The ‘Da Vinci ’ Code


Vinci, a small region in the Republic of Florence (a part of present day Italy), was the flourishing and prosperous center of one of the most culturally charged movements that swept across the Western hemisphere: the Renaissance. It was also the birthplace of Leonardo da Vinci, who owes a good half of his name to Vinci. In fact, the phrase ‘da Vinci’ signified no title but simply his birthplace. Vinci, and Florence in general proved themselves to be more than simply regions as they were nearly the singular origin of the enamoring phenomenon of Renaissance– a movement of culture, and of, more than anything else, art.

The advent of the philosophical movement of Renaissance humanism and the revival of classical thinking that replaced the scholastic domination of formalist religious preaching and dialectics was predominantly kick-started for the first time in regions in Italy and Florence. Focus was shifted to the holistic development of all the abilities of man- including sciences but more importantly liberal arts- rhetoric, grammar, poetry and moral philosophy in Latin and Greek. In fact, the contextual significance of ‘humanism’ draws from Cicero’s usage of studia humanitatis (as a means of literary culture which are most appropriate to man and separate him from the animals- humanitas as opposed to feritas) rather than offshoots that portrays the human force as contraposed to the divine.

The movement of Renaissance humanism was certainly not irreligious in any sense. On the contrary, it redefined the relations of the human with the divine, and the glorification of human faculties entailed the ultimate praise of the divine. The spirit of Renaissance paintings imbibed this essence of humanism within it, for instance, the paintings of Genesis in the Sistine Chapel by Michaelangelo, that depicted God and Adam in their purest forms, nude and glorious. Florence became the hub of the growth of cultural sensibilities and a new era of art for a number of reasons.

Its geographical location made it accessible to two of the most historically rich communities of classical thought: the Romans and the Greeks. The inception of the Renaissance movement, thus, was in regions such as Florence and in and around Italy. This marked it as the center of the spreading movement. The rich and wealthy families of Florence became patrons of the flourishing art, most notably the Medici family. They were responsible for commissioning a majority of art during the early Renaissance period, making Florence the single most important center of Early Renaissance art.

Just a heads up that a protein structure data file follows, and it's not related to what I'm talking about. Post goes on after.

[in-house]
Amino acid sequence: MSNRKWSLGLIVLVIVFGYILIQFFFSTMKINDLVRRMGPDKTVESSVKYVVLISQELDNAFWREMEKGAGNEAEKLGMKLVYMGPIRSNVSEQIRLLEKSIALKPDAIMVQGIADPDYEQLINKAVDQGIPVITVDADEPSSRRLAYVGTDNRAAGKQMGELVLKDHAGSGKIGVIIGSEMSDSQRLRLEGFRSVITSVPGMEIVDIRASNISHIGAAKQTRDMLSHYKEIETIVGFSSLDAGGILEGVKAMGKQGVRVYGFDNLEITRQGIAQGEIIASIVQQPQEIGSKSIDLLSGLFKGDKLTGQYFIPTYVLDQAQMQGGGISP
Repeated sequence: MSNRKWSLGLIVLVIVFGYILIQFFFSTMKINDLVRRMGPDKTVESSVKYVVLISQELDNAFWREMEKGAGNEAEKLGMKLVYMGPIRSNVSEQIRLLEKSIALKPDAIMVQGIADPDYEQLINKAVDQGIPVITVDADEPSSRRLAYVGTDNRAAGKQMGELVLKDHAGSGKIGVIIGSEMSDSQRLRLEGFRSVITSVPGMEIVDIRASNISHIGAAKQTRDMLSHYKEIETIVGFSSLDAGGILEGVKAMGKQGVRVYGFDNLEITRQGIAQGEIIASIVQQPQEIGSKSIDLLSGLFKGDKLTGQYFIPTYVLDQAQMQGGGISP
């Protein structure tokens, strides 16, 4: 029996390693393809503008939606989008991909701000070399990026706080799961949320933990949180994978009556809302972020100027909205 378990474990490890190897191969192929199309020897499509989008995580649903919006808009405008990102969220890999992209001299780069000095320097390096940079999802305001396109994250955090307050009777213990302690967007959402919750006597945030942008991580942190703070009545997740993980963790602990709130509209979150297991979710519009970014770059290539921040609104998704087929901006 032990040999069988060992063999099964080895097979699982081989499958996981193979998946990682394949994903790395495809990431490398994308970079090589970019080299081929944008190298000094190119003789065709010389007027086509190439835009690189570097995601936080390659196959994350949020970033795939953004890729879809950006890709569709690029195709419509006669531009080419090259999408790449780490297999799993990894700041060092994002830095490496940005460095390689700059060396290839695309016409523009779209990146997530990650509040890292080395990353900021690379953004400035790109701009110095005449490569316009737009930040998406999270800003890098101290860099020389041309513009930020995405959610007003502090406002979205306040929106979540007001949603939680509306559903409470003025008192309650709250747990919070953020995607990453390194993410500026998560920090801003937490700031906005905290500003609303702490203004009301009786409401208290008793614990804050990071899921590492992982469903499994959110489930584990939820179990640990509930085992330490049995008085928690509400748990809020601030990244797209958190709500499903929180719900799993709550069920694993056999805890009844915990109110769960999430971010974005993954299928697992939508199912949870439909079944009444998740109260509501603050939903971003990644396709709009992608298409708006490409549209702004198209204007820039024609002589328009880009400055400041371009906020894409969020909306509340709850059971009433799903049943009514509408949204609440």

High Renaissance Art was spearheaded by three great artists: Leonardo da Vinci, Michelangelo, and Rafael, all of whom were Florentine. Leonardo in specific held significance with respect to his persona and art. He was hailed as the epitome of the Renaissance man as he was a trained in the sciences: anatomy, botany, engineering, mathematics; as well as the liberal arts: history, literature, architecture and cartography. As the ‘Universal Man’, he was the exemplar for the entire age of Renaissance. His paintings furthered High Renaissance Art by leaps and bounds as he brought in a new amount of realism by the use of oil as a medium.

Paintings such as the Vitruvian Man celebrated the essential aspects of humanism itself by depicting the reality of man, free of taint and naked. The idealized naturalism of his paintings became an essential theme of High Renaissance Art, and was perpetuated to a great degree by Michelangelo, whose unmitigated focus was on the functioning of man, through painting, but more importantly, sculpting. When people trot across the Louvre, admiring the works of Leonardo da Vinci, little do they know that his works are more than mere paintings; they encase within them a history and a philosophical movement, the influences of the regional and geographical factors, as well as a unique cultural sensibility, all of which would have been impossible without the awakening of Renaissance in Florence and Italy before all of Europe.

Florence is the prime example that brings together art, geography, history, and civics at its conception, the interrelationship of which, made possible the flourishing of a great painter in Vinci and his predecessors and contemporaries. Vinci’s characteristic location on the globe made it possible for it to be the home to the pioneer of High Renaissance Art, whose name, till date, remains incomplete without the name of the region that was his place of birth.

-Contributed by Tinka Dubey

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